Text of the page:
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Friday, 13 October, 2000, 12:22 GMT 13:22 UK
Kim Dae-jung: Korean peacemaker
Kim at the border
Kim Dae-jung has pushed hard to bridge the Korean divide
By News Online's Joe Havely

Kim Dae-jung was elected to the South Korean presidency in December 1997 promising to bring a new era to relations with North Korea.

Less than three years later he achieved what many Koreans thought was an impossibility - a summit meeting with his isolated North Korean counterpart, Kim Jong-il.

Historic handshake: The Pyongyang summit of June 2000
Millions in the South and unknown numbers in the North watched open mouthed as the leaders of two countries - still officially at war - shook hands and smiled on the tarmac of Pyongyang airport.

The meeting represented the triumphant vindication of what President Kim - known popularly as "DJ" - called his "sunshine policy" towards the communist North.

Sunshine states

The June summit, bringing the two Koreas closer than they have been in 50 years, raised the hopes of Koreans on either side of the divided peninsula that a lasting peace between the last two Cold War foes could, finally, be achieved.

In the months that followed the pace of events set in train by the historic meeting has, if anything, accelerated.

A sight few Koreans on either side thought they would ever see
In August, the first of a planned series of reunions took place, as 200 families divided for more than half a century were reunited with relatives many had thought lost for ever.

Moves have also been made to restore transport links between the two countries - bridging the barbed wire, tank traps and landmines that line one of the most heavily fortified border zones in the world.

For its part the secretive North Korean state has begun reaching out to the rest of the world, building new diplomatic ties and developing its relationship with its one-time arch enemy, the United States.

Thawing relations

A sign of the rapid thaw in relations on that front came with the surprise announcement that US Secretary of State, Madeleine Albright, would be making an unprecedented visit to Pyongyang.

Family reunion
The pain of division is acute for thousands of Korean families
For President Kim the path to power and to seeing his dream of a new era in inter-Korean relations become a reality has not been an easy one.

During his first year in office Pyongyang tested his tolerance on a number of occasions.

Territorial incursions by North Korean submarines and the testing of a new ballistic missile raised the stakes in a dangerous game of brinkmanship.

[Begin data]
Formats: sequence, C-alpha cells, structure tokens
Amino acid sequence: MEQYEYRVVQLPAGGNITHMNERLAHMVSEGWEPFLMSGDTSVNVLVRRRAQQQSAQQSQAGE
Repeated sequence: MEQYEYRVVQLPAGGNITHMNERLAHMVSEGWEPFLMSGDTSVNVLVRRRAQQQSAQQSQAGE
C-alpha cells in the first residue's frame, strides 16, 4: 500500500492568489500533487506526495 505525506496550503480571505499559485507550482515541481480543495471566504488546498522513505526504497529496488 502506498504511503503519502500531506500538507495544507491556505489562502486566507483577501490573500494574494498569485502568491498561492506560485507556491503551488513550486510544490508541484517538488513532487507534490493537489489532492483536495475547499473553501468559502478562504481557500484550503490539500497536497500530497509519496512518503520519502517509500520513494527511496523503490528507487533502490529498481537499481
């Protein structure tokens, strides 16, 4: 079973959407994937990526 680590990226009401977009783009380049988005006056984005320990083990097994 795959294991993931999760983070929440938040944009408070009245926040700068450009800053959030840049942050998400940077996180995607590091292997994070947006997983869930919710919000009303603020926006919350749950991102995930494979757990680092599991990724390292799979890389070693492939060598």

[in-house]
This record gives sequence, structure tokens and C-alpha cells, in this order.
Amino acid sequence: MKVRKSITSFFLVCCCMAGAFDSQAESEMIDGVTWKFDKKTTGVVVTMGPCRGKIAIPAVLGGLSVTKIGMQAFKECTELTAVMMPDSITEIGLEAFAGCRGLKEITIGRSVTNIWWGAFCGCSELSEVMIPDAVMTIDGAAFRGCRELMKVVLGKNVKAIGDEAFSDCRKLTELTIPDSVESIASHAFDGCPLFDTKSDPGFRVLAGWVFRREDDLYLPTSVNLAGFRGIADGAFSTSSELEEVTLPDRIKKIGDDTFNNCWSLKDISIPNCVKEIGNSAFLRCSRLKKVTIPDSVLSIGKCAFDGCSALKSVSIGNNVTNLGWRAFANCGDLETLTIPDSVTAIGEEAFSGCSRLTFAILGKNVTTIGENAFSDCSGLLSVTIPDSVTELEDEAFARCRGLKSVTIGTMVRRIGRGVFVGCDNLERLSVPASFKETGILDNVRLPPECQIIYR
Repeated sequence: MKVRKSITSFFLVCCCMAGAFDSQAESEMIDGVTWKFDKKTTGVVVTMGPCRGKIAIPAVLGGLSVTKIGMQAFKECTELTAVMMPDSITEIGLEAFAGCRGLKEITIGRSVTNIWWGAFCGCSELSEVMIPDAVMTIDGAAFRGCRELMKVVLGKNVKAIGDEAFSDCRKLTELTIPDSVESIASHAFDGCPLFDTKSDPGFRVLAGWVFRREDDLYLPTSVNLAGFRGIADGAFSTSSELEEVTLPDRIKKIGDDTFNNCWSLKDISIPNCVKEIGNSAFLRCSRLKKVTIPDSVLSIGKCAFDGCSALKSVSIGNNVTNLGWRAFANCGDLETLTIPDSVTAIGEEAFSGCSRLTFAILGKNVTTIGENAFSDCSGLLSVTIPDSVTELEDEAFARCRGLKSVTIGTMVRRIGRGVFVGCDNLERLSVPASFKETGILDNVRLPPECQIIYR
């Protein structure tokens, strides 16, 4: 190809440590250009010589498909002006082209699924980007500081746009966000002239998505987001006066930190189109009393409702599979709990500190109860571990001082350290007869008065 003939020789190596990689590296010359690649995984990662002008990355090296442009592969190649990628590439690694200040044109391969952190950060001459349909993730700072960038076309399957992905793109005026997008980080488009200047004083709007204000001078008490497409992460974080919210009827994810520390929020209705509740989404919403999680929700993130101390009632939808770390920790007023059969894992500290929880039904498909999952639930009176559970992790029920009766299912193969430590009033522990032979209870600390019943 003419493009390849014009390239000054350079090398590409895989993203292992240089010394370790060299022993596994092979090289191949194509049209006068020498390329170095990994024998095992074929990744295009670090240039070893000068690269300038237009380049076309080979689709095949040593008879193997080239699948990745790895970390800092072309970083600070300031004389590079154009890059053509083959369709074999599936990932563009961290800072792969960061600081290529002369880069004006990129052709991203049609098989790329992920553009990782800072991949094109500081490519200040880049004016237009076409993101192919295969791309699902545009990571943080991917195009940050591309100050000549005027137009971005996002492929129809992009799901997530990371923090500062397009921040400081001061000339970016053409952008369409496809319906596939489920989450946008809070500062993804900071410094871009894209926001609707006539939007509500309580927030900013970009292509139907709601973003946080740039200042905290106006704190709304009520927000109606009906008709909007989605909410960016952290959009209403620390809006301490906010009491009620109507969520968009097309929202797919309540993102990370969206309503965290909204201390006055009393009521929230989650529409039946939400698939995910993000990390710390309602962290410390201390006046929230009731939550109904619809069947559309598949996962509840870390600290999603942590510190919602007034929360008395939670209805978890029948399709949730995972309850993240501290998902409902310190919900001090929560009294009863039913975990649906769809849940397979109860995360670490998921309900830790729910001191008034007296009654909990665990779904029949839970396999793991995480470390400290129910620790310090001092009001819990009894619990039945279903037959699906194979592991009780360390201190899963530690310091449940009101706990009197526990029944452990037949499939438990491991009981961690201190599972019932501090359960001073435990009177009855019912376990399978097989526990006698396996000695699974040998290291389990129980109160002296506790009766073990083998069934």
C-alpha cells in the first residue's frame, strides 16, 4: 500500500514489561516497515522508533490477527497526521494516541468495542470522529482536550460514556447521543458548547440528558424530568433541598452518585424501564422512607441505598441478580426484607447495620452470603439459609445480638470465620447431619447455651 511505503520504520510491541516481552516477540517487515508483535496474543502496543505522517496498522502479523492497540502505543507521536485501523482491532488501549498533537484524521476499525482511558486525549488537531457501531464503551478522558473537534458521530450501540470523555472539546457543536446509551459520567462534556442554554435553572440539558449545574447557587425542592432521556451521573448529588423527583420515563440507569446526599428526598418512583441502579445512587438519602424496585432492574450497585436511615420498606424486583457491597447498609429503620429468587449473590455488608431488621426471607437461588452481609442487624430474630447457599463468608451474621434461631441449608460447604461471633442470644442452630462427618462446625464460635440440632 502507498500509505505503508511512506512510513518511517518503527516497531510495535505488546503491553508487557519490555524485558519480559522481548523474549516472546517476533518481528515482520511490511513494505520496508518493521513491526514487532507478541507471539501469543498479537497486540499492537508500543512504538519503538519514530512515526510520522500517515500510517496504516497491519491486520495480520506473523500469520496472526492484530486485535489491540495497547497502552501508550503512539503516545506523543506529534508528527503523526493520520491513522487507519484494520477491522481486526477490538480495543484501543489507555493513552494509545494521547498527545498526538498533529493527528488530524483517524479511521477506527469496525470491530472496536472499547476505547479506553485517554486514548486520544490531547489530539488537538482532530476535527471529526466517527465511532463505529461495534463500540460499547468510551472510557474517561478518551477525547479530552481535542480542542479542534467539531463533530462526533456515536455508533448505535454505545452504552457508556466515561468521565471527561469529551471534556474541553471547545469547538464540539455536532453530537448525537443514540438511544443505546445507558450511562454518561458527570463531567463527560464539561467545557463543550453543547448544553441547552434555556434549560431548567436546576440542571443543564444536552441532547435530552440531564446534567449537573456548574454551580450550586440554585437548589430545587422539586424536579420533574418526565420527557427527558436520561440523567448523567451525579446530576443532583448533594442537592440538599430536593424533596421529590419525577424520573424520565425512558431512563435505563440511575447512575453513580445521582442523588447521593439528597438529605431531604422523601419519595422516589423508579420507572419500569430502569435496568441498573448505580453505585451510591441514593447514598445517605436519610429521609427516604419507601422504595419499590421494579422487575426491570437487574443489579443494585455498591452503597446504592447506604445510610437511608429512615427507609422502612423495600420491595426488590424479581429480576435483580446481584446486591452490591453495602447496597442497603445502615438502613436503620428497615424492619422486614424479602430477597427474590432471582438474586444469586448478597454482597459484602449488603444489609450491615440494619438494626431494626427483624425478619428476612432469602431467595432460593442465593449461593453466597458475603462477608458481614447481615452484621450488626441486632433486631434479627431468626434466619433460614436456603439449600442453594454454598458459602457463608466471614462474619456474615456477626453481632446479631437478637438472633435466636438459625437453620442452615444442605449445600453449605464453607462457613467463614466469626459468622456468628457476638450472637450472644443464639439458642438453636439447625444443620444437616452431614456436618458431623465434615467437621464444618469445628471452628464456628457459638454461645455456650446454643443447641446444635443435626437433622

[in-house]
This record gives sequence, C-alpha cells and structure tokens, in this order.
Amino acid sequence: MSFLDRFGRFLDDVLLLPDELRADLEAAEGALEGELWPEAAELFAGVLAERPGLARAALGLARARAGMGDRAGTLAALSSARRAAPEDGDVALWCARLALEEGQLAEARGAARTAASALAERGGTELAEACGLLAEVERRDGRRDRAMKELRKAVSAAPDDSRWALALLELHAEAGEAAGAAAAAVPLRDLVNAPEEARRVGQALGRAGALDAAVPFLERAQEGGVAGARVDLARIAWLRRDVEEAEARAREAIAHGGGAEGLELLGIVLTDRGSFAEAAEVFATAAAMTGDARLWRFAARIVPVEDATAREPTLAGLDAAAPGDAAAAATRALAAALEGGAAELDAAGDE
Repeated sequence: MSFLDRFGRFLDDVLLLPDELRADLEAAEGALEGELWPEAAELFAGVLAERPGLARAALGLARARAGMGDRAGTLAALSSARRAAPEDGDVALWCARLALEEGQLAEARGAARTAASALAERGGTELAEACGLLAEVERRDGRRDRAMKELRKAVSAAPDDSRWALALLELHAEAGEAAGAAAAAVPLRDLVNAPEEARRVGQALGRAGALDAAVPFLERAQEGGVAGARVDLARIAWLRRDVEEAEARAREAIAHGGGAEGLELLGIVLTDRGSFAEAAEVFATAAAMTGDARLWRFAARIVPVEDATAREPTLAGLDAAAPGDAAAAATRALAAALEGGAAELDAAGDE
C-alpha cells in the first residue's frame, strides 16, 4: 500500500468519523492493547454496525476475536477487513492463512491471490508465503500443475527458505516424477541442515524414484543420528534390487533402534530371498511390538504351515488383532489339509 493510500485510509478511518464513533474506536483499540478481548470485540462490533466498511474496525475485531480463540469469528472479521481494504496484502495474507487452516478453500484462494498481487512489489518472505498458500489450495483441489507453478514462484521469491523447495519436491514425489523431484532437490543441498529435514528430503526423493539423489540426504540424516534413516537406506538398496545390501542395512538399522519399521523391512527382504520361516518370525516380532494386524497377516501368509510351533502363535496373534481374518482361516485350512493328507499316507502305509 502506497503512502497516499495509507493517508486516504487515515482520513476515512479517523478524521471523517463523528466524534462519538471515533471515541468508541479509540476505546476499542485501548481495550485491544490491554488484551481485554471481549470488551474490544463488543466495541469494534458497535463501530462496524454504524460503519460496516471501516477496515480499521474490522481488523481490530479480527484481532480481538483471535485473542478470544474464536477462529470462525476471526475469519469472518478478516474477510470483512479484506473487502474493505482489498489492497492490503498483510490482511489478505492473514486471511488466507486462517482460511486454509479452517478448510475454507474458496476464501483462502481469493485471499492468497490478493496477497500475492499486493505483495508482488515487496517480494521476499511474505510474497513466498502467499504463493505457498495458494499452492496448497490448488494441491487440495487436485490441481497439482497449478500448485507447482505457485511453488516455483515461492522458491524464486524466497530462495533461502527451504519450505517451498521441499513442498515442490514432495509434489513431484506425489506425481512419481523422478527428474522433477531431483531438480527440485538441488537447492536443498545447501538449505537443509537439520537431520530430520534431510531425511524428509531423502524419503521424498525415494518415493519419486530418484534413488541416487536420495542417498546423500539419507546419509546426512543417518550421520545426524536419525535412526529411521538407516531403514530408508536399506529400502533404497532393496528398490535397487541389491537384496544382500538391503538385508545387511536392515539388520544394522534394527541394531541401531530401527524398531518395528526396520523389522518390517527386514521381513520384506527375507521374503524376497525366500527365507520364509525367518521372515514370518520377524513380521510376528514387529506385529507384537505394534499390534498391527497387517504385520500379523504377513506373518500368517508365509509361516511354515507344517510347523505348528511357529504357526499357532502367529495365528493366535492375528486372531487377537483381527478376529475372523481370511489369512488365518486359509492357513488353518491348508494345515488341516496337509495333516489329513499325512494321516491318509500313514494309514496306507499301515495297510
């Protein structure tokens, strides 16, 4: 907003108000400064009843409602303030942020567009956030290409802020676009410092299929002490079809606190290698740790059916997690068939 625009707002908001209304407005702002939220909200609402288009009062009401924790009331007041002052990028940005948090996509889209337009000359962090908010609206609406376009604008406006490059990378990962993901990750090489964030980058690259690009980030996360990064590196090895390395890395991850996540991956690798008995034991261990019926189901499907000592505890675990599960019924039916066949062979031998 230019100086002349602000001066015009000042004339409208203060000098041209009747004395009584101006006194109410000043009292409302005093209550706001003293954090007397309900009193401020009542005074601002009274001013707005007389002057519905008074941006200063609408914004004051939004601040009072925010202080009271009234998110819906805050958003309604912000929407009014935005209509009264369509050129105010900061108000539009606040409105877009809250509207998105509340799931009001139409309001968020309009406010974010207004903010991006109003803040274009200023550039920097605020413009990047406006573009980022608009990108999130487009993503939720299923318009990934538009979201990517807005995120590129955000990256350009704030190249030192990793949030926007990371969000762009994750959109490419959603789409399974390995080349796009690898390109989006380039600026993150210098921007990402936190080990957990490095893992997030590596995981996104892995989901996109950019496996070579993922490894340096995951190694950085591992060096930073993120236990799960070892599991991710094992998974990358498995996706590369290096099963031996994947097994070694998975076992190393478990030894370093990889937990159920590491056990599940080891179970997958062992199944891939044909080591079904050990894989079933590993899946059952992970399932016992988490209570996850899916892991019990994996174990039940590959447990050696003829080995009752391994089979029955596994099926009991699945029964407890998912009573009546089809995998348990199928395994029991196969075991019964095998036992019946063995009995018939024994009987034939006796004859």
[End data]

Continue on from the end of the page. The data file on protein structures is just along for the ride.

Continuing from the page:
As a result, domestic critics of his sunshine policy became increasingly vocal.

Undeterred President Kim stuck by his line that engagement with the North was the only way forward.

Battling dictatorship

That determination was born of Mr Kim's often turbulent year's as a political dissident, campaigning for democracy against South Korea's hardline military dictatorship.

Years as a pro-democracy dissident earned him the nickname of "Asia's Mandela"
During his 40-year long political career he survived several attempts on his life, one of which left him with a permanent limp.

In 1973, two years after losing his first run for the presidency against military strongman Park Chung-hee, he was kidnapped from a Tokyo hotel room.

Mr Kim later identified his kidnappers as South Korean agents saying they had bundled him on board a boat and tied him to a traditional Korean burial board weighed down with concrete weights.

According to Mr Kim, his life was saved by the sudden unexplained appearance overhead of a US military helicopter.

Rebuild bridges

He remained a tireless campaigner for democracy in South Korea and in 1997, with the country reeling under impact of Asia's economic crisis, he won a razor-thin majority in the presidential elections.

The Korean border is one of the last frontiers of the Cold War
History, he has always said, was on his side - this was his chance to prove it.

At his inauguration ceremony on a cold February morning in 1998 he told South Koreans it was time to rebuild bridges to their fellow Koreans in the North.

"Our people are quite homogeneous," he said in a BBC interview at the time. "Our unification lasted for 1,300 years so there is no reason for us not to work towards unification again."

The decision to award President Kim the first Nobel Peace Prize of the new century is testament to that resolve.

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